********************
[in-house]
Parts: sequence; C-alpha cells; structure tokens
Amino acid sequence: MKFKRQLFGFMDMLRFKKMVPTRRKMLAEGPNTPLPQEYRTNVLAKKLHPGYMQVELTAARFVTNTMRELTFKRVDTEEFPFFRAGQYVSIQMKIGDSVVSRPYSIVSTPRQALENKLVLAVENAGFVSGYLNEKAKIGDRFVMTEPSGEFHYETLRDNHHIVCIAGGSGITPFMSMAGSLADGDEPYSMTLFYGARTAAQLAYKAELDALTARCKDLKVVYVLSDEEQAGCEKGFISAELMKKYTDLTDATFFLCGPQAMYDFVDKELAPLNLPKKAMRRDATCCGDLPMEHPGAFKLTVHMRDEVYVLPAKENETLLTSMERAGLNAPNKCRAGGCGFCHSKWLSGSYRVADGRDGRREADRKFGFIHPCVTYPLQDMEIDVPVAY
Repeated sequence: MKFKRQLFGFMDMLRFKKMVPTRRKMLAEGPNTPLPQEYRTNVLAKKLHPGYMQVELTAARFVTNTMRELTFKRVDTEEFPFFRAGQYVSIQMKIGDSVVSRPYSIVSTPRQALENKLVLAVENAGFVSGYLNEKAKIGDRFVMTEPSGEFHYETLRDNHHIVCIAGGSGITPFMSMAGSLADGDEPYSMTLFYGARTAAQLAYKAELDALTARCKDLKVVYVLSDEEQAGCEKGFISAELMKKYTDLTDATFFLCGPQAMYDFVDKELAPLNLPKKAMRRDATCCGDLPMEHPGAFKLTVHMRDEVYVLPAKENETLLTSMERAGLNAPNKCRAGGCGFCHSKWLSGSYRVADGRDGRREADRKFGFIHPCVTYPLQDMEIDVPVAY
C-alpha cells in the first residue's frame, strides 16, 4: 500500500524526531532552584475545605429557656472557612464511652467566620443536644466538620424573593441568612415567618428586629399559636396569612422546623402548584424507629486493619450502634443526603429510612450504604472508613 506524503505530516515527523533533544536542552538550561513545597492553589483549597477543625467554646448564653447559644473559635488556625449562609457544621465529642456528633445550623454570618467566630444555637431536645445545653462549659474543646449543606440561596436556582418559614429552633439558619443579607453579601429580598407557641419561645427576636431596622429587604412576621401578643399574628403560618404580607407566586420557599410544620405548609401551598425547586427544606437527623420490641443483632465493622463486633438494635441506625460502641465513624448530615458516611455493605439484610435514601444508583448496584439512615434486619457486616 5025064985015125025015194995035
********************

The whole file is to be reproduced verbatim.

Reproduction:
[in-house]
Parts: sequence; C-alpha cells; structure tokens
Amino acid sequence: MKFKRQLFGFMDMLRFKKMVPTRRKMLAEGPNTPLPQEYRTNVLAKKLHPGYMQVELTAARFVTNTMRELTFKRVDTEEFPFFRAGQYVSIQMKIGDSVVSRPYSIVSTPRQALENKLVLAVENAGFVSGYLNEKAKIGDRFVMTEPSGEFHYETLRDNHHIVCIAGGSGITPFMSMAGSLADGDEPYSMTLFYGARTAAQLAYKAELDALTARCKDLKVVYVLSDEEQAGCEKGFISAELMKKYTDLTDATFFLCGPQAMYDFVDKELAPLNLPKKAMRRDATCCGDLPMEHPGAFKLTVHMRDEVYVLPAKENETLLTSMERAGLNAPNKCRAGGCGFCHSKWLSGSYRVADGRDGRREADRKFGFIHPCVTYPLQDMEIDVPVAY
Repeated sequence: MKFKRQLFGFMDMLRFKKMVPTRRKMLAEGPNTPLPQEYRTNVLAKKLHPGYMQVELTAARFVTNTMRELTFKRVDTEEFPFFRAGQYVSIQMKIGDSVVSRPYSIVSTPRQALENKLVLAVENAGFVSGYLNEKAKIGDRFVMTEPSGEFHYETLRDNHHIVCIAGGSGITPFMSMAGSLADGDEPYSMTLFYGARTAAQLAYKAELDALTARCKDLKVVYVLSDEEQAGCEKGFISAELMKKYTDLTDATFFLCGPQAMYDFVDKELAPLNLPKKAMRRDATCCGDLPMEHPGAFKLTVHMRDEVYVLPAKENETLLTSMERAGLNAPNKCRAGGCGFCHSKWLSGSYRVADGRDGRREADRKFGFIHPCVTYPLQDMEIDVPVAY
C-alpha cells in the first residue's frame, strides 16, 4: 500500500524526531532552584475545605429557656472557612464511652467566620443536644466538620424573593441568612415567618428586629399559636396569612422546623402548584424507629486493619450502634443526603429510612450504604472508613 506524503505530516515527523533533544536542552538550561513545597492553589483549597477543625467554646448564653447559644473559635488556625449562609457544621465529642456528633445550623454570618467566630444555637431536645445545653462549659474543646449543606440561596436556582418559614429552633439558619443579607453579601429580598407557641419561645427576636431596622429587604412576621401578643399574628403560618404580607407566586420557599410544620405548609401551598425547586427544606437527623420490641443483632465493622463486633438494635441506625460502641465513624448530615458516611455493605439484610435514601444508583448496584439512615434486619457486616 5025064985015125025015194995035